How many papers do you need to get tenure in a Science field at a major research university today?
Let's start by considering the minimum number: What is the lowest number of peer-reviewed articles that you can publish and still get tenure today in a Science department at a major research university in the US?
How about 6? Could someone get tenure with 6 publications, as long as these papers were in respected journals and weren't Least Publishable Units?
(I am referring here to Science fields in which journal articles are the main form of publication. To extend the question to some Engineering departments, perhaps this could also include reviewed papers for highly selective conferences.)
I think 6 publications might be sufficient if the funding record was very strong and there were indications of an upward trajectory now that funding was plentiful and students were on track and the teaching record was good and there had been invitations to speak at conferences and other universities. Sometimes the system will give you the benefit of the doubt, even if your publication record is thin.
Institutions vary on policies about whether the relevant n is the number of publications that represent new work accomplished since the time of the tenure-track appointment or whether n is an all-inclusive number going back to the candidate's first publication as a student. Ideally, both will be good numbers, but even if all publications count towards tenure, n(tenure-track) is more important. In my musing about n = 6 above, I was assuming that the 6 was n(tenure-track) and that the total number was higher.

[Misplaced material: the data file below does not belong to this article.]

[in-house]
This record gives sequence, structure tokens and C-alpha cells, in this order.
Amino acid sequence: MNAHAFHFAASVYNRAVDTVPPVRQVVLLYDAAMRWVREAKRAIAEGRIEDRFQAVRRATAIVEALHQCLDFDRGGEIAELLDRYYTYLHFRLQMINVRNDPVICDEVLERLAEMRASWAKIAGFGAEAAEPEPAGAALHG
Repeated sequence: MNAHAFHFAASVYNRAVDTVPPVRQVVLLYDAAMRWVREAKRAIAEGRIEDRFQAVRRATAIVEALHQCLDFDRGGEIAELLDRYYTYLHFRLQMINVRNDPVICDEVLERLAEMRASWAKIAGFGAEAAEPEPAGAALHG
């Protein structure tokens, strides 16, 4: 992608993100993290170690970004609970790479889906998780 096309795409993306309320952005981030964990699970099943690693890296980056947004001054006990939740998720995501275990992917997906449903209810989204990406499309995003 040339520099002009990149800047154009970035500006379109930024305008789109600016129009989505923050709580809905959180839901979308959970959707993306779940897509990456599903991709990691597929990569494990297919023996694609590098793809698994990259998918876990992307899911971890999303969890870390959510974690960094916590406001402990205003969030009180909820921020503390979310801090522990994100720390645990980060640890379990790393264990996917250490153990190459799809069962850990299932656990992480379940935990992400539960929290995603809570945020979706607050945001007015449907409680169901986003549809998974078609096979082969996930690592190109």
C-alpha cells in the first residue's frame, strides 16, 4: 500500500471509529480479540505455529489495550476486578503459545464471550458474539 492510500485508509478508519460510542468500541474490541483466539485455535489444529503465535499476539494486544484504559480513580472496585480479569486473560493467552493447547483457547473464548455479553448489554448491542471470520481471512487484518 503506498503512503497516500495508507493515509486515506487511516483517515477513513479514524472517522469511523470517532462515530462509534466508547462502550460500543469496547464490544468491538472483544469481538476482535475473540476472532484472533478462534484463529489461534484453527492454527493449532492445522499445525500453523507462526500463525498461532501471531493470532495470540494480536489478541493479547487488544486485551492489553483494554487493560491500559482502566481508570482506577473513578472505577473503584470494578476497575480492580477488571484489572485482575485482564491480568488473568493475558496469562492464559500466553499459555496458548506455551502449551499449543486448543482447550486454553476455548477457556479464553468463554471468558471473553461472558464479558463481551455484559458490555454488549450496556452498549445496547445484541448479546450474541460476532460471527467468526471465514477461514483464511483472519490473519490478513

There is of course a lot of focus on n, but the quality of the papers and journals does matter. If you are a minor co-author on 30 papers in journals that will publish anything, or if you have attained a high n by providing bits of data that others use (but without much involvement by you in the overall research, interpretation, writing), your impressive numbers might not seem so impressive when scrutinized.
So, if you don't want the tenure evaluation to be more stressful than it already is, you shouldn't publish too few papers or too many of the wrong sort. You should therefore figure out the magic number of substantial papers expected for your institution and discipline and that is just right for the amount of funding you have and the number of students and/or postdocs you are advising.
What is that number in your field?
Note that the magic number is not the same as the aforementioned lowest number. The magic number is the number of publications that would make the attainment of tenure fairly certain but that is, at the same time, a number that can reasonably be accomplished by a human being who occasionally sleeps and eats and has the usual amounts and types of logistical problems with students, facilities, colleagues, life. Assume that all or most of the publications are in respected journals and are more substantial than least-publishable-unit types of papers, and are therefore not the kind you can just write in an afternoon in a cafe no matter how many double espressos you have.
Is n <> 10?
7 years ago